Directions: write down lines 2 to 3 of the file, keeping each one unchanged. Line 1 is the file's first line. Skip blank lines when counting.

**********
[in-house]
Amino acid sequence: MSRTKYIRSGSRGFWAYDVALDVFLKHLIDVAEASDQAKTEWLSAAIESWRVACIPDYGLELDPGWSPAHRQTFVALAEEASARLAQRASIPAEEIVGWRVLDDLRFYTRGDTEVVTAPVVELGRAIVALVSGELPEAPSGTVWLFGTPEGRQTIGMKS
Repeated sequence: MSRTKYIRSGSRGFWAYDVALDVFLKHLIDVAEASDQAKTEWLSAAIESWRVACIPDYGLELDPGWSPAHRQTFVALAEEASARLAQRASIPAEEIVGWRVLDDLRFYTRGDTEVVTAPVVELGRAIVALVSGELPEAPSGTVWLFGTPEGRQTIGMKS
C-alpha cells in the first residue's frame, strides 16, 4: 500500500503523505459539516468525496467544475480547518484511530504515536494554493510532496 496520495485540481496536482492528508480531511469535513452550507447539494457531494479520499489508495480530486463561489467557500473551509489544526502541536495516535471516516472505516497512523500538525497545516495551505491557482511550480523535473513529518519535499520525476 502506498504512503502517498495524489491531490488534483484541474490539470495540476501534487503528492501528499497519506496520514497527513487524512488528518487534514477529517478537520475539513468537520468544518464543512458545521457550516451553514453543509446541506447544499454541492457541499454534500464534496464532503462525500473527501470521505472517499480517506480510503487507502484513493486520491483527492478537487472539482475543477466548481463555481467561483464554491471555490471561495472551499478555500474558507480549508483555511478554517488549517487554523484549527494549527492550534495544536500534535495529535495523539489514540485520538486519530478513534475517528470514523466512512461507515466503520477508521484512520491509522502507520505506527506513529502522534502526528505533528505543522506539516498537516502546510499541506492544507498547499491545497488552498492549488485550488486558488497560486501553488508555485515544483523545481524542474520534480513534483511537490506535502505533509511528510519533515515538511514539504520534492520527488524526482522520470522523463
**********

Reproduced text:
Amino acid sequence: MSRTKYIRSGSRGFWAYDVALDVFLKHLIDVAEASDQAKTEWLSAAIESWRVACIPDYGLELDPGWSPAHRQTFVALAEEASARLAQRASIPAEEIVGWRVLDDLRFYTRGDTEVVTAPVVELGRAIVALVSGELPEAPSGTVWLFGTPEGRQTIGMKS
Repeated sequence: MSRTKYIRSGSRGFWAYDVALDVFLKHLIDVAEASDQAKTEWLSAAIESWRVACIPDYGLELDPGWSPAHRQTFVALAEEASARLAQRASIPAEEIVGWRVLDDLRFYTRGDTEVVTAPVVELGRAIVALVSGELPEAPSGTVWLFGTPEGRQTIGMKS